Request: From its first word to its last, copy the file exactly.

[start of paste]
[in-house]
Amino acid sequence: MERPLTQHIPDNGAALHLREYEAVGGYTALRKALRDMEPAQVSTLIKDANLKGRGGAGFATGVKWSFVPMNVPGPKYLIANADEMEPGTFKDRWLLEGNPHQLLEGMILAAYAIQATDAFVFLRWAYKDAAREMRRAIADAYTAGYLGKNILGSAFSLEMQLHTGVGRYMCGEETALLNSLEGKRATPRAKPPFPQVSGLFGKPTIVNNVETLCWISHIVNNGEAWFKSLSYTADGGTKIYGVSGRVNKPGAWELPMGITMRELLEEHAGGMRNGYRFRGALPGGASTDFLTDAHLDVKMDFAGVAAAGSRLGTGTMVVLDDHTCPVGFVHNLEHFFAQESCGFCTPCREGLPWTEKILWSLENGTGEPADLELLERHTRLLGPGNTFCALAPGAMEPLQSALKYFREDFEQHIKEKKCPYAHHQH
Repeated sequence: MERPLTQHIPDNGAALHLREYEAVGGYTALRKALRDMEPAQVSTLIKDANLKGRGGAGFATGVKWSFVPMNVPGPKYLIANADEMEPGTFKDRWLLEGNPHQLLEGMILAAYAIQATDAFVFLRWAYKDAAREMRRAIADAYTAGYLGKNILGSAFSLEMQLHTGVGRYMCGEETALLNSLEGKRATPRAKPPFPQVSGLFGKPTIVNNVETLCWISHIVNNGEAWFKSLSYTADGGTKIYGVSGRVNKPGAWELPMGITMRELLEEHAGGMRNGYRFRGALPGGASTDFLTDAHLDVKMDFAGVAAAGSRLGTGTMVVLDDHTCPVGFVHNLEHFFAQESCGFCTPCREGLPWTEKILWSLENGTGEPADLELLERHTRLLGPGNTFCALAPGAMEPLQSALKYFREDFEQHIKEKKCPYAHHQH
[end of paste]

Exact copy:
[in-house]
Amino acid sequence: MERPLTQHIPDNGAALHLREYEAVGGYTALRKALRDMEPAQVSTLIKDANLKGRGGAGFATGVKWSFVPMNVPGPKYLIANADEMEPGTFKDRWLLEGNPHQLLEGMILAAYAIQATDAFVFLRWAYKDAAREMRRAIADAYTAGYLGKNILGSAFSLEMQLHTGVGRYMCGEETALLNSLEGKRATPRAKPPFPQVSGLFGKPTIVNNVETLCWISHIVNNGEAWFKSLSYTADGGTKIYGVSGRVNKPGAWELPMGITMRELLEEHAGGMRNGYRFRGALPGGASTDFLTDAHLDVKMDFAGVAAAGSRLGTGTMVVLDDHTCPVGFVHNLEHFFAQESCGFCTPCREGLPWTEKILWSLENGTGEPADLELLERHTRLLGPGNTFCALAPGAMEPLQSALKYFREDFEQHIKEKKCPYAHHQH
Repeated sequence: MERPLTQHIPDNGAALHLREYEAVGGYTALRKALRDMEPAQVSTLIKDANLKGRGGAGFATGVKWSFVPMNVPGPKYLIANADEMEPGTFKDRWLLEGNPHQLLEGMILAAYAIQATDAFVFLRWAYKDAAREMRRAIADAYTAGYLGKNILGSAFSLEMQLHTGVGRYMCGEETALLNSLEGKRATPRAKPPFPQVSGLFGKPTIVNNVETLCWISHIVNNGEAWFKSLSYTADGGTKIYGVSGRVNKPGAWELPMGITMRELLEEHAGGMRNGYRFRGALPGGASTDFLTDAHLDVKMDFAGVAAAGSRLGTGTMVVLDDHTCPVGFVHNLEHFFAQESCGFCTPCREGLPWTEKILWSLENGTGEPADLELLERHTRLLGPGNTFCALAPGAMEPLQSALKYFREDFEQHIKEKKCPYAHHQH